May I Have This Line Dance? The Enduring Legacy of Oil Can Harry’s

Written by | The Lens

Some histories are written with ink, but others are written in blood. For decades, the queer community struggled to survive, even before we could define who we are.

We are the shadowy figure at the end of the bar. We are the secret knock at the door. We are the spy holes and the stolen glances and the subverted passions that confuse us yet connect us.

We are gay… and we’re not going away.

The Los Angeles City Council just cemented our status as the backbone of SoCal culture by designating Oil Can Harry’s an historic monument. The Studio City watering hole gained a rugged reputation as a country-western LGBTQ+ club, but its roots stretch even further back in time.

O.C.H. was originally the Zomba Room, a burlesque café that catered to upscale clientele getting down and dirty. The venue changed its name in 1968 and welcomed gay guests one year after the Black Cat riot and one year before the Stonewall uprising.

“It was illegal in Los Angeles for two men or two women to dance together,” explains 2nd District Councilman Paul Krekorian to Q Voice News.

“At a time when LGBTQ people were routinely subjected to police harassment and even arrest, Oil Can Harry’s was a place of refuge for LGBTQ people. Designation of Oil Can Harry’s as a Historic-Cultural Monument honors the heritage of LGBTQ solidarity and social justice activism in Los Angeles.”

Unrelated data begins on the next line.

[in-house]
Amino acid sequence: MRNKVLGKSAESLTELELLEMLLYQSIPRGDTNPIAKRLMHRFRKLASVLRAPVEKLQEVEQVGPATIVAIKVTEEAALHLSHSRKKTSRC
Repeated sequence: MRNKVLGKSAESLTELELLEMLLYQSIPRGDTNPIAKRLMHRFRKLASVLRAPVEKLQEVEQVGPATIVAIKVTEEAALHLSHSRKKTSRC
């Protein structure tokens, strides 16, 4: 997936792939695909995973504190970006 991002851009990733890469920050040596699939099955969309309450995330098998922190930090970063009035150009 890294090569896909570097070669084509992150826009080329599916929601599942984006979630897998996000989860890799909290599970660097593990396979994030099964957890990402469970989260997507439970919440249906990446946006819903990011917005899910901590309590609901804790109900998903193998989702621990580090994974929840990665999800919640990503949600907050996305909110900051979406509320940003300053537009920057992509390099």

Krekorian drafted the proposal to enshrine Oil Can Harry’s into the annals of LA lore, and his initiative succeeded by a unanimous vote of 14-0.

The measure is not only a win for the city, but an acknowledgement of our solidarity in the face of marginalization. Even when visitors had to sneak into O.C.H., they were welcomed. Even when our family was ravaged by the cruelty of AIDS, we stood strong in the form of fundraisers and resources.

Oil Can Harry’s became a shelter for the forgotten, a beacon of belonging, and a celebration of a lifestyle less traveled. It is now only the third LGBTQ-centric establishment out of over 1,200 to earn the LA stamp of cultural approval… but it still feels like one in a million.

So, take our callused hand as we lead you to the virtual dance floor. Grainy memories flutter from pixels back to VHS haze and even further to midcentury filmstrips in our mind’s eye. We cherish every morsel of time we shared in the now-shuttered safe space, and we vow to keep its legacy alive in our honky-tonk hearts.

Photo: Instagram @atreeknows 


Last modified: May 8, 2022